Why do stocks rise and fall? From the beginning of 1989 to the end of 2017, $34 trillion of real equity wealth (2017:Q4 dollars) was created by the U.S. corporate sector. Greenwald, Lettau, and Ludvigson estimate that 43% of this increase was attributable to a reallocation of rewards to shareholders in a decelerating economy, virtually all of which came at the expense of labor compensation. Economic growth accounted for just 25%, followed by a lower risk premium (24%), and lower interest rates (8%). From 1952 to 1988 less than half as much wealth was created, but economic growth accounted for more than 100% of it.
Boar and Midrigan ask: what are the most efficient means of redistribution in an unequal society? Boar and Midrigan answer this question by characterizing the optimal shape of non-linear income and wealth taxes in a dynamic general equilibrium model with uninsurable idiosyncratic risk. Their analysis reproduces the distribution of income and wealth in the United States and explicitly takes into account the long-lived transition dynamics after policy reforms. The researchers find that a uniform flat tax on capital and labor income combined with a lump-sum transfer is nearly optimal. Though taxing wealth and allowing for increasing marginal income tax schedules raises utilitarian welfare, the incremental gains from doing so are small. This result is robust to changing household preferences, the distribution of ability, the planner's preference for redistribution, as well as to explicitly modeling private business ownership and the ensuing heterogeneity in rates of return across financially constrained entrepreneurs.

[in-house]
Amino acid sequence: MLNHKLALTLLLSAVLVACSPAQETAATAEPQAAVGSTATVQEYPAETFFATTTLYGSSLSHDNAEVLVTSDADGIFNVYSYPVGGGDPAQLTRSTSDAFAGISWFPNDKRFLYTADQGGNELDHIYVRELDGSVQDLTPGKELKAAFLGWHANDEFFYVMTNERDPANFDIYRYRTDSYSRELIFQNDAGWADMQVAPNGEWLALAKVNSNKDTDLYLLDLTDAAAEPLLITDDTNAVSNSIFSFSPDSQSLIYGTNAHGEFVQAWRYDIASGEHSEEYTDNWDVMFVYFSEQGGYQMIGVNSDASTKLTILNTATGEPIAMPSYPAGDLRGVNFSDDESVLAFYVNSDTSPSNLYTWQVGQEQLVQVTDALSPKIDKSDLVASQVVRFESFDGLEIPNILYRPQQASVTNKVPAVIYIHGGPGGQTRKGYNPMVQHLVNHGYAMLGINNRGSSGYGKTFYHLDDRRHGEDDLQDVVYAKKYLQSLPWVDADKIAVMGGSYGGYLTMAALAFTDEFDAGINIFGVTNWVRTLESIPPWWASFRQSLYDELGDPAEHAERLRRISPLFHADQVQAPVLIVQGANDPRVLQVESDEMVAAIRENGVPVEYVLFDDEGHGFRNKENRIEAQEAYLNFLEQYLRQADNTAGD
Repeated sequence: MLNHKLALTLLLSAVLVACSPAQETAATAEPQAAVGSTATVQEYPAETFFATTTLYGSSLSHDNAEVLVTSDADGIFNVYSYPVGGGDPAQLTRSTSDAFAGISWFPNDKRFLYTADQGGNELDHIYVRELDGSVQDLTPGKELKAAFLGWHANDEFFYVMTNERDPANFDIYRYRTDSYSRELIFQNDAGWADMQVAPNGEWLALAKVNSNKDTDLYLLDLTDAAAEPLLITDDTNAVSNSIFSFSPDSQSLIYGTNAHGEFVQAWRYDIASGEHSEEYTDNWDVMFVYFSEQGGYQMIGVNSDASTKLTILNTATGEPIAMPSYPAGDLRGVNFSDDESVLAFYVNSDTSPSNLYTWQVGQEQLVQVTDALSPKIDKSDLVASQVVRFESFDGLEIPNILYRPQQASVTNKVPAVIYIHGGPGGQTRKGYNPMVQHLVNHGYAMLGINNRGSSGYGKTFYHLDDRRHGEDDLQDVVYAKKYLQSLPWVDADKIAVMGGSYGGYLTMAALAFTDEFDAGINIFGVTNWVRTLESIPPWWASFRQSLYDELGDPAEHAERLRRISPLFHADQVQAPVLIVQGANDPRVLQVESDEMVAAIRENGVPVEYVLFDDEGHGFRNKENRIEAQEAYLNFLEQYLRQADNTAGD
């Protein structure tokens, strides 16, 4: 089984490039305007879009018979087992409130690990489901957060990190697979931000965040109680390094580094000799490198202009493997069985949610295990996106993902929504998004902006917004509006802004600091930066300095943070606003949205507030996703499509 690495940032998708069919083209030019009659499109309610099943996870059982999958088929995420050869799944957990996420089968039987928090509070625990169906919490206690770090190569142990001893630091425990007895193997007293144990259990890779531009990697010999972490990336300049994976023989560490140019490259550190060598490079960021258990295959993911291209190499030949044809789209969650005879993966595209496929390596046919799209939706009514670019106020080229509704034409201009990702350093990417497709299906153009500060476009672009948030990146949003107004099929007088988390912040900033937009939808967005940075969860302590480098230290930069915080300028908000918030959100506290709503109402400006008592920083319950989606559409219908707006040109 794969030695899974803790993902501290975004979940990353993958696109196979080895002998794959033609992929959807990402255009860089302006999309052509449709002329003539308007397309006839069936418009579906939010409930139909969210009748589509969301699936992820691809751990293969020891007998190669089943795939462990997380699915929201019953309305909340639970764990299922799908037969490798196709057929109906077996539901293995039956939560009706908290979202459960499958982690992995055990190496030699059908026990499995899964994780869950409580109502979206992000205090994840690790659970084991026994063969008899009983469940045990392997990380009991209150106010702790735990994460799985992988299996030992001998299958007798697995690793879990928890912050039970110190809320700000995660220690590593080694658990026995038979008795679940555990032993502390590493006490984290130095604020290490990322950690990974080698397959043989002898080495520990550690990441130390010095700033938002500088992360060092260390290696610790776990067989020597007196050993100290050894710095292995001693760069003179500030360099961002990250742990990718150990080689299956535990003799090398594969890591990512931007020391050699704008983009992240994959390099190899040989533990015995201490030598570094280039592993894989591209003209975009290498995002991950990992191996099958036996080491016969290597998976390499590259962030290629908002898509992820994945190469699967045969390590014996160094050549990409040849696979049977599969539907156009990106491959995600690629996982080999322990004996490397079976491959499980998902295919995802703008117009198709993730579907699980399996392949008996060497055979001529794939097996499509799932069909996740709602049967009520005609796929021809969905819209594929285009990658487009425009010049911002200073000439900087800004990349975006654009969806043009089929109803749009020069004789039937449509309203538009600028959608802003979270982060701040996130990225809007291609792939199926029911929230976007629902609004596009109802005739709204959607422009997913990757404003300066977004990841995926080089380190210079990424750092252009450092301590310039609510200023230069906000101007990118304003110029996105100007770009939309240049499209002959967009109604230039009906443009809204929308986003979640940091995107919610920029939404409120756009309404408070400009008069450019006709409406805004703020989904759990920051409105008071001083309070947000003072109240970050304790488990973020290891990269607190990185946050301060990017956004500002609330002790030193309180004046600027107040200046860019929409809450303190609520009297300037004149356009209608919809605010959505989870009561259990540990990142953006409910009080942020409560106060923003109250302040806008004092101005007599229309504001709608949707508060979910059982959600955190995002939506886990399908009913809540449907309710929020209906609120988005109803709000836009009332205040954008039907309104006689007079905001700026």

This paper was distributed as Working Paper 27622, where an updated version may be available.
The COVID-19 pandemic presents a challenge for stabilization policy that is different from those resulting from either "supply" or "demand" shocks that similarly affect all sectors of the economy, owing to the degree to which the necessity of temporarily
suspending some (but not all) economic activities disrupts the circular flow of payments, resulting in a failure of what Keynes (1936) calls "effective demand." In such a situation, economic activity in many sectors of the economy can be much lower than would maximize welfare (even taking into account the public health constraint), and interest-rate policy cannot eliminate the distortions -- not because of a limit on the extent to which interest rates can be reduced, but because monetary stimulus fails to stimulate demand of the right sorts. Fiscal transfers are instead well-suited to addressing the fundamental problem, and can under certain circumstances achieve a first-best allocation of resources without any need for a monetary policy response.
This paper was distributed as Working Paper 27768, where an updated version may be available.